After decades of development, digital health has arrived at a gateway that is reminiscent of the days when the brick-sized cell phone was ready to advance to the first flip phone, with a world of innovation beyond.
Industry leaders will be offering their thoughts on what that world could look like in presentations today and tomorrow during the ninth annual Wireless-Life Sciences Alliance Convergence Summit in downtown San Diego.
Breakthrough business models in digital health can be viewed in two ways. First, through the business lens of companies that provide investment returns by offering a health-related technology product or service. Another way of looking at digital health is through the lens of new healthcare companies that are using innovations in digital health to deliver improved health and wellness to consumers, and to help reverse the impact of disease and lower overall heathcare costs.
Funding for digital health startups has been on an upswing. Rock Health reported that digital health funding throughout the United States surpassed $1.9 billion in 2013, with 186 companies raising more than $2 million each. In its most-recent funding update, Rock Health reported that the first quarter of 2014 set an all-time record, with total funding of almost $700 million—an 87 percent year-over-year increase compared with the first quarter of 2013.
According to the 2013 Rock Health Digital Health Funding Report, the most-active VCs in the sector are Qualcomm Ventures, Social + Capital Partnership, Norwest Venture Partners, Cardinal Partners, Khosla Ventures, and Merck. Three of last year’s biggest deals, Practice Fusion, Proteus Digital Health, and Fitbit, each raised between $40 million and $70 million. For the sector to deliver typical venture returns, this emerging industry would need to create close to $15 billion worth of value by 2019.
The overarching imperative for innovation in this sector is here to stay. Digital medicine amplifies the strengths of artificial intelligence to disrupt health care, through the integration of mobile devices, sensors, and integrated big data.
The first generation of mobilizing personal health and wellness data began five to six years ago with the arrival of smart phones, high-resolution displays, abundant processing power, and mobile Internet access. Around the same time, many health and wellness apps started to enter the market. These first-generation companies included health-monitoring sensors, such as smart Band-Aids; devices like glucometers and asthma inhalers; accessories; wearables; and mobile apps, such as diet and exercise trackers. More importantly, consumers began to use these digital tools to develop healthier habits and live healthier lives.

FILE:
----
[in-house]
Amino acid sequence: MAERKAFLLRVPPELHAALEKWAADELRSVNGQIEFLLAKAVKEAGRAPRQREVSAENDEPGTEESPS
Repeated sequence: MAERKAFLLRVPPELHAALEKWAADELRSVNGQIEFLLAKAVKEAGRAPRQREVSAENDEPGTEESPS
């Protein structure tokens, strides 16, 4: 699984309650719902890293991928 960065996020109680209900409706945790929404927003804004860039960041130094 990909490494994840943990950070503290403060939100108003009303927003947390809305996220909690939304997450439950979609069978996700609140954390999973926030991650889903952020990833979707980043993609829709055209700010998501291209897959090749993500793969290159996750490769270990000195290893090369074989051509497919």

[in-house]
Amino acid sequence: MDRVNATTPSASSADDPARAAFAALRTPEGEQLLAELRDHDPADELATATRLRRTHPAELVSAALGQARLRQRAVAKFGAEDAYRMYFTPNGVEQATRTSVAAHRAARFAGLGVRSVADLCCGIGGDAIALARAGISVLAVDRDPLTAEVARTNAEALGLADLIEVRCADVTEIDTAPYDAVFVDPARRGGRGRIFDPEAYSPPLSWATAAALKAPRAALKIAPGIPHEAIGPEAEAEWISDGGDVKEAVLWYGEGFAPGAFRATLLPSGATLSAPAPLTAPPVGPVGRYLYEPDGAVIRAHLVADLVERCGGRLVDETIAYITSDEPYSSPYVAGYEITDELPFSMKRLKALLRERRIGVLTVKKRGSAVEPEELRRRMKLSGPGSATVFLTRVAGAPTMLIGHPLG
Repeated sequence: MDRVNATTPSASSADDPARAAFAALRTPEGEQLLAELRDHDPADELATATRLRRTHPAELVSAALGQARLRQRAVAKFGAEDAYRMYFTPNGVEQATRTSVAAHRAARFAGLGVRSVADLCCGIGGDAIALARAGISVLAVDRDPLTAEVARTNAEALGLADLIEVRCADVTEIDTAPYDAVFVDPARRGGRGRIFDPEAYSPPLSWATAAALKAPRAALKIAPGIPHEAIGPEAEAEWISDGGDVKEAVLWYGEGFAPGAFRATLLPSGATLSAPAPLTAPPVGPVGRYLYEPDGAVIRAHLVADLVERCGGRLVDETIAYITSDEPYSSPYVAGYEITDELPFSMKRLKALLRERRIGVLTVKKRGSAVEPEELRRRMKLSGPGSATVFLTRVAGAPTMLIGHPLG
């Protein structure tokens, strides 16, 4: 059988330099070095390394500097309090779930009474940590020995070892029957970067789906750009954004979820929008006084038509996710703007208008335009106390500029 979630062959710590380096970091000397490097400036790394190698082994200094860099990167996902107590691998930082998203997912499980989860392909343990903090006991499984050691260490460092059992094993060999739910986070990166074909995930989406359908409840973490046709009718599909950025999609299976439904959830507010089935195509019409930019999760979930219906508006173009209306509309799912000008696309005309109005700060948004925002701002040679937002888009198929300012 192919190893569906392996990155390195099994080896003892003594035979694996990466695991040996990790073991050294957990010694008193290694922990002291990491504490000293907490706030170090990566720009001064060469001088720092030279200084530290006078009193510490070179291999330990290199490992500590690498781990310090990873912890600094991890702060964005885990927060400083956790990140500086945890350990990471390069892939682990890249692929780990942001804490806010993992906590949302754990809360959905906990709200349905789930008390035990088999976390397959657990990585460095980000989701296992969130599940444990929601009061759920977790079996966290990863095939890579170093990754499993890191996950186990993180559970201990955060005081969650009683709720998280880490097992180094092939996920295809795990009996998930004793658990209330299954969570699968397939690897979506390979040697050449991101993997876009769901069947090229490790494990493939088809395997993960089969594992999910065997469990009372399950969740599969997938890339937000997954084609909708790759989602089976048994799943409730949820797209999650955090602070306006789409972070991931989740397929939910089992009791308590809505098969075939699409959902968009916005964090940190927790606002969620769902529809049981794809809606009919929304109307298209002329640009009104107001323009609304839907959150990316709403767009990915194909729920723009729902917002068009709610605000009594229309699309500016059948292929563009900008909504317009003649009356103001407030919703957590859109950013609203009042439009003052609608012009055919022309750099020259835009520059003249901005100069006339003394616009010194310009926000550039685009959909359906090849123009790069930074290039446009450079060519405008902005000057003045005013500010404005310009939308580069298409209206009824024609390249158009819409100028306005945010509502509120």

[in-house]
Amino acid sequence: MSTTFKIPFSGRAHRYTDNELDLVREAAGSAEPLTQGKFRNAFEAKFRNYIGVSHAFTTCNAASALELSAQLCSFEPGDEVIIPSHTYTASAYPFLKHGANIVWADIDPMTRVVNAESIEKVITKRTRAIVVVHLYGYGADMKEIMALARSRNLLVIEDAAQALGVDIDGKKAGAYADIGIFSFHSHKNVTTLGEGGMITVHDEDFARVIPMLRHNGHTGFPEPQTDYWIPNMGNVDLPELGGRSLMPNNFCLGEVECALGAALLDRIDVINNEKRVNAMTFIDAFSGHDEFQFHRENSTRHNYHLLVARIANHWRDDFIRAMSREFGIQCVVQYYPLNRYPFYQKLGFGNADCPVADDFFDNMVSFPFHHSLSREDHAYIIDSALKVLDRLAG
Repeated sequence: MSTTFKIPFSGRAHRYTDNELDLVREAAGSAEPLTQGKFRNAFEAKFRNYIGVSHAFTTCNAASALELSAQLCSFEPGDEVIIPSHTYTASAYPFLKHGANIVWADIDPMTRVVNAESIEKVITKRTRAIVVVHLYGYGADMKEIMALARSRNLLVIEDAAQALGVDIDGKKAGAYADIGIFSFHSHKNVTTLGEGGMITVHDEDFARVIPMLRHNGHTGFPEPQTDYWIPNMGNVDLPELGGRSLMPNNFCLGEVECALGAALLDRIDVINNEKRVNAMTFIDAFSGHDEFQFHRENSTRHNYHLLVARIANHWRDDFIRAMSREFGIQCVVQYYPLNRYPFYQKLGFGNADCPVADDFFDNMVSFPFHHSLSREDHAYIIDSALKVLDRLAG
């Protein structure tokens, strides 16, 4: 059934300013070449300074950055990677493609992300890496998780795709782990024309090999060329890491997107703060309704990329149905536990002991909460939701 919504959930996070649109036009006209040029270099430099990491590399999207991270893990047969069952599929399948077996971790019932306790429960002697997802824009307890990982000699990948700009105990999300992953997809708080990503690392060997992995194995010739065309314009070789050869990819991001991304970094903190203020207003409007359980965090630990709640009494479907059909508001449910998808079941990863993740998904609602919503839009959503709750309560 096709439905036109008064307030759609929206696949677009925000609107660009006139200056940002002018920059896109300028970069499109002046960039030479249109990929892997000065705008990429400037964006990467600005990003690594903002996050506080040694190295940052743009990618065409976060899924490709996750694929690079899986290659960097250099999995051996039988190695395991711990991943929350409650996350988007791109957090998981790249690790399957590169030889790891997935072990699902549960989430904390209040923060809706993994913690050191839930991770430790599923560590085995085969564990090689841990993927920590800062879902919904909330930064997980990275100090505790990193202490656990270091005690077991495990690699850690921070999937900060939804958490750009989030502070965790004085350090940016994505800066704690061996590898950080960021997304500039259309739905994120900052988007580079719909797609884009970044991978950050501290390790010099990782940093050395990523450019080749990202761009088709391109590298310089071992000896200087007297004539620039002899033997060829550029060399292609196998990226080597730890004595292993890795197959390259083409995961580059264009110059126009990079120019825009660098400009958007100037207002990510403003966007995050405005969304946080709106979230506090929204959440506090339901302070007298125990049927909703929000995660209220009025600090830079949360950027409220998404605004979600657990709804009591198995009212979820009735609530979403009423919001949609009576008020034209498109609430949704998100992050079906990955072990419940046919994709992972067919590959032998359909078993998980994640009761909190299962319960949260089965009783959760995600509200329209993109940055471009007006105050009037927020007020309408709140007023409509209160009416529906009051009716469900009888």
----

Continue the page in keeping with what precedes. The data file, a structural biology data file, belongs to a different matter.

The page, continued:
Data generated from first-generation devices and apps might have ended up in isolated silos, but the industry saw the necessity for better “data organization.” So the second-generation of digital health tools provided ways to aggregate data in one place, using data warehousing, dashboards, charts, and graphics. The third-generation tools focused on predictive analytics and informatics. These types of companies were designed to accommodate the shift from risk-based payment models and to take advantage of analytics engines to comb through the data for both operational and/or clinical insights. Now the fourth generation of digital health innovation is focused on engaging consumers and using new tools to initiate behavior changes in patients and providers.
Still, for this emerging digital health ecosystem to be successful, it must integrate with the health care system at large. To many healthcare consumers these days, if your doctor does not prescribe or recommend a “treatment” and your insurance does not pay for it, it implies that it does not work and is likely not worth the price. For digital health to mature, it must be part of the system and work through payers and providers—not around them. Currently, the digital health care market does not have easy access to work within the system. Companies that are able to carve a niche within the system will likely have higher success rates at a very large scale, particularly those companies that address the needs of both physicians and insurers by providing access to multiple systems at once.
In the past, the health care industry would prescribe treatment regimens for consumers. But that game will change as more patients reach into their own pockets to pay for their healthcare. In an environment where consumers are paying, technology solutions have to be economical, friendly, and usable.
For digital health to achieve its promise, one of our biggest challenges is to slay the two-headed dragon—-standards and lack of interoperability—that has plagued EMRs. This means that access to the health care system has to work as easily for digitally enabled consumers as buying a new mobile phone. With the purchase of a new smartphone, consumers can go into any cell phone carrier store, understand the selection of devices and accessories, and have personal data uploaded in 15 minutes. The digital health sector needs to operate at the same level of interoperability and with the same ease of use for consumers.
The intersection of technology, innovation, and consumerism will drive the future of health care, with patients playing a role as key stakeholders, alongside physicians and providers.